Col. Albert Pope must be resting easy. His eponymous Hartford park, which he created just before the turn of the 20th century for the "health, happiness and orderly life" of the workers in his manufacturing empire, is breathing with new life.
In donating 90 acres to the city, the far-sighted Pope insisted the park be designed for the "recreation and pleasure [of] all classes of law-abiding citizens." His vision was ably carried out by the famed landscape architect Frederick Law Olmsted and his sons, and included large open areas with such elegiac names as "Hillside Ramble," "Nethermead" and "Thithermead."
But like most urban parks across the nation, Pope Park fell on hard times in recent decades. Happily, The Friends of Pope Park, a nonprofit board (which happens to include Pope's great-grandson, Albert Pope III) has worked as industriously as the good colonel himself and recently unveiled the completion of the first phase of a comprehensive master plan to restore to its former glory this public resource. Emphasis on public.
"We held a series of meetings with the community, which were very well attended and spirited," said Nancy Macy, vice president of The Friends of Pope Park and president of the Pope Hartford Designated Fund Board, an all-volunteer board that administers the group's funds. "It's been a true collaboration among the city of Hartford, which assigned to us city architect Antonio Matta, the nonprofit boards, our consultants, such as Shadley Associates of Boston and the Parisky Group, and, of critical importance, the neighborhood people themselves. The public's input was very important to us, and we learned we needed to start this major renovation with a highly visible project whose benefits would be immediately available to everyone."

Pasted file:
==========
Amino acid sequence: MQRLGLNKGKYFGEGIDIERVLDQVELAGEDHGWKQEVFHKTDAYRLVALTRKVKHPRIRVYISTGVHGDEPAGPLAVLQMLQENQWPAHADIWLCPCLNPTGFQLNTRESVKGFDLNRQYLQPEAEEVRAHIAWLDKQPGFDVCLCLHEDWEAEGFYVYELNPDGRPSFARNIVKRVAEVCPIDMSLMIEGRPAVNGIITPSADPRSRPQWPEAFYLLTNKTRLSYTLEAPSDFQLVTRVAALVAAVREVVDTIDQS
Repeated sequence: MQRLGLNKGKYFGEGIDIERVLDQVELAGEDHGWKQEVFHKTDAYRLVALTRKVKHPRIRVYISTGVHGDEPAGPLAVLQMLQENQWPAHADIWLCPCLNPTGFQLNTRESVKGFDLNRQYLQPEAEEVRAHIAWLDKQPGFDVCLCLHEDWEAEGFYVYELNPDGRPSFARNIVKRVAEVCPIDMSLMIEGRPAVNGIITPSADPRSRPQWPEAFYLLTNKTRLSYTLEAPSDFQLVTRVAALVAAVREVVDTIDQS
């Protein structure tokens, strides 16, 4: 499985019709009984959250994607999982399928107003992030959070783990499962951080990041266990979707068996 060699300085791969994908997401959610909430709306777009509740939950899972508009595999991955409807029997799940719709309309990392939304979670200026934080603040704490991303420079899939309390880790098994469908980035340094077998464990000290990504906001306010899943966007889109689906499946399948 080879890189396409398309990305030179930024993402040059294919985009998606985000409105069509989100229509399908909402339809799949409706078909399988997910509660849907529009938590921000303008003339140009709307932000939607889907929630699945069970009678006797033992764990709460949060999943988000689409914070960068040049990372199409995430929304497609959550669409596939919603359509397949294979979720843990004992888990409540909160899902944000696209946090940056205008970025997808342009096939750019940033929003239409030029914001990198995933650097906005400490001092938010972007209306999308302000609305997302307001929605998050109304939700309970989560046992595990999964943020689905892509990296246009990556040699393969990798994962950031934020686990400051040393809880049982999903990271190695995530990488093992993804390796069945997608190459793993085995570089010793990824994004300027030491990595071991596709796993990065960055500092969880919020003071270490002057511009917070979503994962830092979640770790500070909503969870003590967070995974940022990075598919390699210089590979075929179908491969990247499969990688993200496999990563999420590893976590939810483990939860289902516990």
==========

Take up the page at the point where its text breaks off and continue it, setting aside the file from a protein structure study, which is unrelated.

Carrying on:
So the group started with a beautiful new entrance at Park Street and Park Terrace, which beckons passers-by with a safe, well-landscaped esplanade featuring eight new benches, a low, curving wall engraved with the park's name, and several garden beds overflowing with ilex shrubs, stella d'oro lilies and hydrangeas. The footpaths have been repaved and lined with young dogwoods, maples and oaks. And smaller entrances at the terminus of York and Ward streets make crossing Park Terrace safer and more inviting. The city and state picked up the $550,000 tab.
Up next: Phase II, highlights of which include the removal of the road bisecting the park, the construction of a lighted path and the restoration of the Albert Pope fountain. Eventually, the groups will embark upon Phase III of the master plan, which will feature improved drainage, erosion control, improved ballfields, an amphitheater for public performances and, farther north, near Russ Street, new tennis courts in what's colloquially known as "Baby Pope." Undoubtedly, the colonel is well pleased.
Reprinted with permission of the Hartford Courant.
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